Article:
Museums of devotion

Museums of devotion

Museums of devotion

“I see Ganesha in everything and can make him from anything,’’ says Raghavendra Hegde, a Bangalore-based artist, while showing his three hundred-plus Ganesha artworks, which includes a two-liter Pepsi bottle neatly crafted into the elephant-headed God.

Raghavendra belongs to a small group of people who devote considerable time and money to collect artefacts of Lord Ganesha.

V Shadakshari, Managing Director, Ramanashree group of hotels, has more than 2,222 varieties of Gajanana. His collection ranges from a Ganesha picture inscribed on rice to a six-feet bronze stature. His collection also includes a 50-feet Lambodhara, which is worshiped daily at Chokahali, Kolar.

Shadakshari has dedicated the entire first floor of his office on Raja Ram Mohan Roy road to his collections. He has Ganesha in all colours, size, and shapes. He has also collected Ganesha idols from over 15 countries including China, Java, Japan and Sumatra.

Ganesha playing various musical instruments, an idol depicting ‘dashavatara’, a replica of Dagdusheth (Pune’s richly ornamented Ganesha) and Ganesha in Santa Claus attire are some of his interesting possessions. Shadakshari has been collecting Ganesha artefacts for more than 13 years now and says he wants more.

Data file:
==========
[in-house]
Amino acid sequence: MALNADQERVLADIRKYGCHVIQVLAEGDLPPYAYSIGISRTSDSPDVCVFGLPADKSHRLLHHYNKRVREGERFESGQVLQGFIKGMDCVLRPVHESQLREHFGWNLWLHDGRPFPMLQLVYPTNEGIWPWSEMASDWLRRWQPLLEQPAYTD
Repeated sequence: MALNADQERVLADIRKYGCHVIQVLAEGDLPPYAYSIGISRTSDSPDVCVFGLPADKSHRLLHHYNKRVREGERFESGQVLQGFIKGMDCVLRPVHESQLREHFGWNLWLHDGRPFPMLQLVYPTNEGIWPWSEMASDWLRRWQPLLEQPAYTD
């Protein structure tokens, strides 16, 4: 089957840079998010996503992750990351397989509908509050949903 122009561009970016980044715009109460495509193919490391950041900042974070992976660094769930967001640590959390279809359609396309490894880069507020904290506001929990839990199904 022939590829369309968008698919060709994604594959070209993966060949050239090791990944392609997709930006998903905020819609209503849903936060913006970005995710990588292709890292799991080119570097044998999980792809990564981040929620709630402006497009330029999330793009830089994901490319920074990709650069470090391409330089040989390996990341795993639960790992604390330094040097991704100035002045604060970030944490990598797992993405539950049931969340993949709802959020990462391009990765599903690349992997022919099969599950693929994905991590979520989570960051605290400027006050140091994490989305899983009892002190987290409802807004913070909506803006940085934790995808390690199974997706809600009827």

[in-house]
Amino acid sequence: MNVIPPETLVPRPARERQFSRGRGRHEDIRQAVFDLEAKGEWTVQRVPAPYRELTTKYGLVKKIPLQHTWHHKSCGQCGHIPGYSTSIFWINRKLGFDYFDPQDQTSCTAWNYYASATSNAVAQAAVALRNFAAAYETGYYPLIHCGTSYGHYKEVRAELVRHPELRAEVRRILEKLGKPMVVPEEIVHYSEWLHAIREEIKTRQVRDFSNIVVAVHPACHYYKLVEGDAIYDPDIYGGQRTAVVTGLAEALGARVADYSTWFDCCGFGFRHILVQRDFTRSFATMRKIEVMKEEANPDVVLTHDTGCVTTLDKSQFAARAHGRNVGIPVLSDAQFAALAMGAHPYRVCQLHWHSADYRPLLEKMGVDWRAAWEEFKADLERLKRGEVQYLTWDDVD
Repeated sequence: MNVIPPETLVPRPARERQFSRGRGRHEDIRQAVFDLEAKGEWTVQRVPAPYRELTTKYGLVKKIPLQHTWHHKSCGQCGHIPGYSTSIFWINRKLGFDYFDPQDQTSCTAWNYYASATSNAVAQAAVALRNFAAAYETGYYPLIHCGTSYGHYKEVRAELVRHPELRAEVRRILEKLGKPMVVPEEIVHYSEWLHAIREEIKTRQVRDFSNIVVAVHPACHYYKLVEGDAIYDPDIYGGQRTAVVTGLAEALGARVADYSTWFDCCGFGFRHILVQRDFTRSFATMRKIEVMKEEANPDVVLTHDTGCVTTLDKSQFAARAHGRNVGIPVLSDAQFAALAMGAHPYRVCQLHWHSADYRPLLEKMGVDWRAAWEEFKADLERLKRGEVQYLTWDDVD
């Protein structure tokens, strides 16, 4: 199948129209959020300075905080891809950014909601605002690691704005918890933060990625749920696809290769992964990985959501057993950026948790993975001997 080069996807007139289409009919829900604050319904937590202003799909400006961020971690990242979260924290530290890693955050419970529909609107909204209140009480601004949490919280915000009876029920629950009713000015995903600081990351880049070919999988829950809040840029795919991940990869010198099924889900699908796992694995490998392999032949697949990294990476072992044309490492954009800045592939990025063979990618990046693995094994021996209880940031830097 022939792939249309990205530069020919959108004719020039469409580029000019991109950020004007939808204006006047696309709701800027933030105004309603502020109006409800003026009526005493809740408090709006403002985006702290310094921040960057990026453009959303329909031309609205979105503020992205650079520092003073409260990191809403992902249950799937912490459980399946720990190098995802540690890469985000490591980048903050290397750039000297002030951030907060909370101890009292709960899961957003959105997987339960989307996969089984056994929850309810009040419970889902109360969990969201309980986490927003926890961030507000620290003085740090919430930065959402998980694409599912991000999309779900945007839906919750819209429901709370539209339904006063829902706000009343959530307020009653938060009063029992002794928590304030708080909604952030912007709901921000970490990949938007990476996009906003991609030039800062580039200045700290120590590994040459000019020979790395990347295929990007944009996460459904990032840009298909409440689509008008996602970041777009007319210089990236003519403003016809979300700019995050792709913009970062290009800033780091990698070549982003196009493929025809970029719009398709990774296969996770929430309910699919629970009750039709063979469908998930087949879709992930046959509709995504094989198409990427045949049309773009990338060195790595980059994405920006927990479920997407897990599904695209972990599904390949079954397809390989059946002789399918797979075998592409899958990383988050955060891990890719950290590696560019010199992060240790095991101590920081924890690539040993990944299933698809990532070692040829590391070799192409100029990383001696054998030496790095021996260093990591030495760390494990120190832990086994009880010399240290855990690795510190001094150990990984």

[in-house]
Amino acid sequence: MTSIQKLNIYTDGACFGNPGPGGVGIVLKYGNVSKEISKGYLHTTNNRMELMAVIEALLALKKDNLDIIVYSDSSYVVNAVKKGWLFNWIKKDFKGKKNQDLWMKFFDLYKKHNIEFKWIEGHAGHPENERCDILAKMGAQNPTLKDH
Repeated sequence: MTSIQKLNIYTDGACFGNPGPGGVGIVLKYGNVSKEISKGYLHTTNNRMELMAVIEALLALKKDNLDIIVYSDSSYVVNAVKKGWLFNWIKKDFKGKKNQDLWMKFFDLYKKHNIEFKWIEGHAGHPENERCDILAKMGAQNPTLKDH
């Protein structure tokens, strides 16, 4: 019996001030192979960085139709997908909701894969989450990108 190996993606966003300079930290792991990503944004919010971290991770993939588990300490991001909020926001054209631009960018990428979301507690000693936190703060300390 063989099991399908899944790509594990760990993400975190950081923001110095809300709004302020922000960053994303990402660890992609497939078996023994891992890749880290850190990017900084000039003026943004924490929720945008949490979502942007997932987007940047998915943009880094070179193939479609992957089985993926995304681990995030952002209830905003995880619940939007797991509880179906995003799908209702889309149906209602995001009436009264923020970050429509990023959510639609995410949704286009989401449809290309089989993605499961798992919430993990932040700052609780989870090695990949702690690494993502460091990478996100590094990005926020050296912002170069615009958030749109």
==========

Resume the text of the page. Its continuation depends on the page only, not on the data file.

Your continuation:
“My collection started with a Ganesha photo that appeared in Sudha magazine and within few days someone gifted me another photo. That triggered my interest in collecting the real son-of-soil,” he says.  He has planned to construct a museum, after his collection reaches 4,000 artefacts.  

Shadakshari’s collection emphasises on Ganesha artefacts made of modern materials such as crystals, black stone and plaster-of-Paris. In contrast, Aditya Prakash of ‘Ganapathi Prapancha’ (Ganapati’s world) has collected 2,165 Ganesha artefacts made of ‘pancha loha,’ silver, gold, ivory and neem wood. 

Pic courtesy: V ShadakshariTravelling across the world, Aditya has brought back home rare and important pictures of Ganesha. A female Ganesha (Bihar), two Ganeshas hugging each other (Japan), a Navadhanya Ganesha (made of nine different grains) and a tribal Ganesha have enriched his collection. 

Aditya Prakash gives importance to the creativity of the artist. Pointing at his single-piece 11-feet tall ‘Panchamuki’ (five-faced) Ganesha, which has been carved out of neem tree and painted with vegetable-based colours, he says, “I bought this artwork as a tribute to the artist and the price did not matter”.

What prompts them to collect Ganesha artefacts? “Not all Gods have the versatile look of Ganesha. We can find him in any form,” says Aditya. “He is there for me whenever I need him. He has fulfilled all my dreams, so I started collecting his artefacts in 1993,” he adds.
S Thyagarajan, former president of Ganesha collectors’ forum, has a personal reason for collecting the elephant-headed God. “My wife was a Ganesha devotee. After her death, I wanted to keep her memories alive, so I started collecting her favourite God.”  He has 2,500 plus Ganesha artefacts at his museum near Om Shakthi Temple in Kalyan Nagar.

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